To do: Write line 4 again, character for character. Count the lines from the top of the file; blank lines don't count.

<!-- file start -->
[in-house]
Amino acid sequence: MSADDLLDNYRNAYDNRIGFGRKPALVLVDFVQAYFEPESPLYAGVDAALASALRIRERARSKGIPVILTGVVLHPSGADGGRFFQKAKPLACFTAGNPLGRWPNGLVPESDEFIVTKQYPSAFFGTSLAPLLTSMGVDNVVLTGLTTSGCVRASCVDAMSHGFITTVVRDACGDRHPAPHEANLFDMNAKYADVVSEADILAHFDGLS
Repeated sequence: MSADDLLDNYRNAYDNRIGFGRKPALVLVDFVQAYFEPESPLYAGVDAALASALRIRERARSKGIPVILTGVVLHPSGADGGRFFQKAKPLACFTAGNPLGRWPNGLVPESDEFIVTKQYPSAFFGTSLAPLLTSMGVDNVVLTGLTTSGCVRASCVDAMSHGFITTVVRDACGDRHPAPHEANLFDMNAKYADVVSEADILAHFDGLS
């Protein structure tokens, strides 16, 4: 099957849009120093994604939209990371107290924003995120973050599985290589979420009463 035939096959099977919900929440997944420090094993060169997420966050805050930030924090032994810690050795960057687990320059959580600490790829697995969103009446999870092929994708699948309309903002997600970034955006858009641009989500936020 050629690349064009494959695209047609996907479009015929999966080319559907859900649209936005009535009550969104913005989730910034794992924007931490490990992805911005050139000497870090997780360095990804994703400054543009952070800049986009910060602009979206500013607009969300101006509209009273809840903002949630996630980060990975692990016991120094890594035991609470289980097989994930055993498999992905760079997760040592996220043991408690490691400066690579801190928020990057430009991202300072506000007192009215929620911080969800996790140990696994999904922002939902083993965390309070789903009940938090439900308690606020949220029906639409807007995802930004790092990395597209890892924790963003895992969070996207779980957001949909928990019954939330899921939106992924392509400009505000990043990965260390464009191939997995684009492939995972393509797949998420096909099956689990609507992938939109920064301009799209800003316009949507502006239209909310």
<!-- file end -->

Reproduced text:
């Protein structure tokens, strides 16, 4: 099957849009120093994604939209990371107290924003995120973050599985290589979420009463 035939096959099977919900929440997944420090094993060169997420966050805050930030924090032994810690050795960057687990320059959580600490790829697995969103009446999870092929994708699948309309903002997600970034955006858009641009989500936020 050629690349064009494959695209047609996907479009015929999966080319559907859900649209936005009535009550969104913005989730910034794992924007931490490990992805911005050139000497870090997780360095990804994703400054543009952070800049986009910060602009979206500013607009969300101006509209009273809840903002949630996630980060990975692990016991120094890594035991609470289980097989994930055993498999992905760079997760040592996220043991408690490691400066690579801190928020990057430009991202300072506000007192009215929620911080969800996790140990696994999904922002939902083993965390309070789903009940938090439900308690606020949220029906639409807007995802930004790092990395597209890892924790963003895992969070996207779980957001949909928990019954939330899921939106992924392509400009505000990043990965260390464009191939997995684009492939995972393509797949998420096909099956689990609507992938939109920064301009799209800003316009949507502006239209909310």